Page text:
Fears over future of the Cheltenham Festival of Performing Arts
THE oldest festival in Cheltenham is under threat again, two years after the Gloucestershire Echo helped to save it.
Organisers have expressed fears about the long-term future of the cash-strapped Cheltenham Festival of Performing Arts.
It comes only a couple of years after the organisers struck a compromise with the borough council.
In 2010 they agreed they could continue to hire the Town Hall for the set price of £10,800 until 2014.
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The deal followed a five-month campaign by supporters of the event, which was led by the Echo.
But new fears have been raised about keeping the festival going beyond next year.
The festival costs about £20,000 to run, with more than half of the cost going to the rental of the Town Hall, which used to be free for use.
Festival president Robert Wilson said a lack of funds offered them no long-term stability.
He said: "Last year was really a critical year for us because we've had to raise money to rent the Town Hall for the first time.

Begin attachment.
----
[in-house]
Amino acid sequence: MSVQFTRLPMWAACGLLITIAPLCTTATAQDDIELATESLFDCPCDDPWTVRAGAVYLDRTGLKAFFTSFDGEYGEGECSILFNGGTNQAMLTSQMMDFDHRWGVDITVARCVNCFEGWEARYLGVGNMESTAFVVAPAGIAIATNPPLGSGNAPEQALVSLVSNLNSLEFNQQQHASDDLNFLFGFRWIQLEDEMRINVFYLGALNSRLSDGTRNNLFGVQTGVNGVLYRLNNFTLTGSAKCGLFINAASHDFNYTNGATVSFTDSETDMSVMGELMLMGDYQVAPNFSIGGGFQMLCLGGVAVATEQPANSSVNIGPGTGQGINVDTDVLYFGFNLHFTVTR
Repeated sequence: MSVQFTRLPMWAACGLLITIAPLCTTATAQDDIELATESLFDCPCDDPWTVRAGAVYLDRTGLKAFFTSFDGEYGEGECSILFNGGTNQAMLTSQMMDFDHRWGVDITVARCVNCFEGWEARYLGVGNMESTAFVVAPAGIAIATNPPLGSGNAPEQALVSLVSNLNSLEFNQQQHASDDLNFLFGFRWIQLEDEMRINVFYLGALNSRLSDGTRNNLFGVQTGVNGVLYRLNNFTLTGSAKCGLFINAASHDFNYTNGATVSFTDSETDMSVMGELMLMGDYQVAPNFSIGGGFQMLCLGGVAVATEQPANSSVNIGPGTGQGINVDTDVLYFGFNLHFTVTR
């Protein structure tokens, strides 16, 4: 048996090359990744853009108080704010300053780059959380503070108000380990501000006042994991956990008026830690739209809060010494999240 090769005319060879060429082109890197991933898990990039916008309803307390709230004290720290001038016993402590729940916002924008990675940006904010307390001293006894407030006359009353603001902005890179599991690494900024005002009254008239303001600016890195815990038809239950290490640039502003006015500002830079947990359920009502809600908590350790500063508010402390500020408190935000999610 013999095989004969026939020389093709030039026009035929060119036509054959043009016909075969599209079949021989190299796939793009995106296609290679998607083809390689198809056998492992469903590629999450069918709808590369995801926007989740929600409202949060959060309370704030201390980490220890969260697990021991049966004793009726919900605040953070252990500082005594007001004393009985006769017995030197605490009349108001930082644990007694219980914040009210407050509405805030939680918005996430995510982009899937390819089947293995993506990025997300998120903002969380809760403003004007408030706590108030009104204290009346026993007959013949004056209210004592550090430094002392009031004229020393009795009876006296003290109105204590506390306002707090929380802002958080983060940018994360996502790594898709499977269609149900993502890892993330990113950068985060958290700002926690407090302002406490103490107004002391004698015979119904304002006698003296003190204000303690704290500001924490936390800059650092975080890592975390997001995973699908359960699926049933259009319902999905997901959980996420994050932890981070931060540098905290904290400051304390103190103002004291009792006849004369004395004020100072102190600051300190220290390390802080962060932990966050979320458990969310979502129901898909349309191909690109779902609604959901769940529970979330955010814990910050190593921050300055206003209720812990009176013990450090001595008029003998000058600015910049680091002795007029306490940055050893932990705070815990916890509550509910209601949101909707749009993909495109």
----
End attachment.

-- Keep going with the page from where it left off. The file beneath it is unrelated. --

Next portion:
"This year, we are more prepared for it, but as for the future, I'm afraid we might struggle to make it.
"Performing arts are part of a very important culture here in Cheltenham, and we all need to help save it."
Cheltenham Borough Council started charging for the festival's use of the Town Hall from this year.
The festival was forced to pay £24,000 in 2012 before a petition by the Echo reduced that figure to £10,800.
The current agreement with the council will last until 2014.
Mr Wilson said: "It really is the local festival.
"We have been here a long time, and it's a tradition that we have to continue with.
"I'm worried about any additional costs the council might put on the rental of the Town Hall after our agreement ends."
The festival has been running since 1926, is mostly run by volunteers, and funded mainly by low-price entry fees.
It used to be called the Cheltenham Competitive Festival, and is a collection of more than 300 acts every year.
Held every year in May, it contains a variety of classes including dance, drama, music, and vocal classes.
Mr Wilson, also the former mayor of Cheltenham from 1993-1994, said: "We've had problems raising enough funds, and although we are all right for 2013, I'm worried about the year after."